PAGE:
News from Armenia: Another successful registration in Armenia this week. Hopscotch Happiness x 3 this week! Congratulations to all three families.
Growing, learning, thriving, laughing, loving, teaching…
A blessing beyond measure…
Happy Together Forever Day, Rex.
We love you because you are you.
*Three years ago today, on July 14, 2011, Rex finally left the orphanage that had been all he ever knew to join our family as our cherished son.
When an adoption journey turns out well and the child you bring home lives up to the dreams and expectations you had, it’s easy to say it was meant to be. The child is just as smart as the biological children in the family, just as athletic as his mommy, just as into books and reading as her daddy, just as crazy about roller coasters as the cousins, just as creative as grandma… how could such a perfect fit not be meant to be?
But when you adopt a child and after coming home find out that things are not as you thought and will never be as you imagined, many families ask, "Why us? Why did it have to turn out like this for us?" The question is often posed with a tremendous amount of grief, frustration, fear, anger, and disappointment. It comes from a painful place of shattered dreams, uncertain futures, and monumental new challenges.
By Pippa Biddle
White people aren’t told that the color of their skin is a problem very often. We sail through police check points, don’t garner sideways glances in affluent neighborhoods, and are generally understood to be predispositioned for success based on a physical characteristic (the color of our skin) we have little control over beyond sunscreen and tanning oil.
After six years of working in and traveling through a number of different countries where white people are in the numerical minority, I’ve come to realize that there is one place being white is not only a hindrance, but negative — most of the developing world.
Thanks Dawn Davenport @ Creating A Family
After deciding that adoption is the right choice for building your family, you naturally want everyone to be as excited as you. Unfortunately, this may not happen. While you are at the screaming it from the roof top stage, your parents, siblings and extended family may be at the “Slow down and consider your options” stage or the “Are you nuts” stage. Remember that your decision to adopt evolved over time after much researching, soul searching, discussing, and praying. Unless you’ve shared every step of this journey with them, your family has not had the benefit of this process. So while it might be nice if they were totally psyched about your adoption, it’s probably unfair to expect them to be at the same place as you.
So what do you do if your family doesn’t share your excitement about your adoption plans? First, if you think you may get a less than enthusiastic response, consider writing your family a letter telling them of your decision before you talk with them in person. We chose this approach with my husband’s parents. They like to think about things and discuss it between themselves before talking with others, so a letter gave them this opportunity. Also, a letter allowed us to explain our reasons, and set the stage for their response by telling them how excited we were.
If you tell them in person, think about what you want to say and choose your words carefully. One friend reported that she started the conversation with “I’ve got great news!” Her parents assumed she was going to tell them she was pregnant, and their initial response at learning of the adoption was less than she had hoped. They recouped quickly, however, and are now doting grandparents to her two children.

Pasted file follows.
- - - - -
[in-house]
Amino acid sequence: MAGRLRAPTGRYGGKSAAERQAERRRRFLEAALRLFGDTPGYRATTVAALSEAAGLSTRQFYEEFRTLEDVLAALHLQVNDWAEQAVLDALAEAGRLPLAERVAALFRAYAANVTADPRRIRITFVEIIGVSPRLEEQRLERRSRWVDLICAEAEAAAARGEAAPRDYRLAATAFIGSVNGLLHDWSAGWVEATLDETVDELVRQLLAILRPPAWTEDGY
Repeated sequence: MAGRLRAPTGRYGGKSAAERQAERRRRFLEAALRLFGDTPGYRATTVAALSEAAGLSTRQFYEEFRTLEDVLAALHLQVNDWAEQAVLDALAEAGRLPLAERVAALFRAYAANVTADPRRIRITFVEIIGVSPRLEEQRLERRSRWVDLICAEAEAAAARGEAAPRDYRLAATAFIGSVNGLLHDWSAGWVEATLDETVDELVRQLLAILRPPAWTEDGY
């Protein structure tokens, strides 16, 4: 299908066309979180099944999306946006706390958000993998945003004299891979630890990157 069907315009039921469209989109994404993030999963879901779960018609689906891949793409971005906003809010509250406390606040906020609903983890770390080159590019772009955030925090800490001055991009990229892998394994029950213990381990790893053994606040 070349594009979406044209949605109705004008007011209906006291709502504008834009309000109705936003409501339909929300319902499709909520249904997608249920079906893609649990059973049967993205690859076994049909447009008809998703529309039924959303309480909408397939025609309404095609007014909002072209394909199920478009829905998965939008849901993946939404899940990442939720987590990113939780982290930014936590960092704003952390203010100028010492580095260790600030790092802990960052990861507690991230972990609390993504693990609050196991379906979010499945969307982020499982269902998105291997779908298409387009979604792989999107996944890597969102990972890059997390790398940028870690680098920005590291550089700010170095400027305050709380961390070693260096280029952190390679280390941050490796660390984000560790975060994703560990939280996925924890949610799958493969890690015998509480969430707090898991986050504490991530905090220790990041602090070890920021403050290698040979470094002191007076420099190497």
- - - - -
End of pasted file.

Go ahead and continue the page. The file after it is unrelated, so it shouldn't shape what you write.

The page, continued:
Supporting and Understanding the Adoptive Family
About eighteen months ago our family expanded through the adoption of two children. We have learned so much and the family and friends who love and support our family have also learned a lot. Though we had previous parenting experience, this journey has had it’s own unique joys and challenges.
Many adoptive families give written advice and suggestions to friends and family prior to the new child’s arrival to help ensure a smooth transition. I didn’t do this because I felt like it would be too difficult to put my wishes and feelings into words without sounding too harsh or controlling and honestly I did not really even know what to say. However, after being home for almost a year and a half, it is clear that most people have great intentions but that they want and need suggestions for what they can do to help our adopted children integrate into our family and into the community. Here are a few thoughts about supporting an adoptive family. Most pertain to families who have adopted internationally and also to those who have adopted through the domestic route. It was compiled based on our experience and also on the the experiences of a few dozen other adoptive parents who contributed their ideas and suggestions.
Our children are not necessarily grateful to have been adopted.
And we don’t expect them to be. It is not that our kids don’t notice the stability of a family. It’s not that they don’t cherish the love that they are receiving or that they don’t like their new life. It is because children are programmed to need, want and expect love. When we provide it we are not heroes, we are simply meeting one of their very basic needs. Expecting adopted children to be grateful for being adopted is like expecting our biological children to be grateful for being conceived. It was a choice that we, their parents, made and that they were brought into.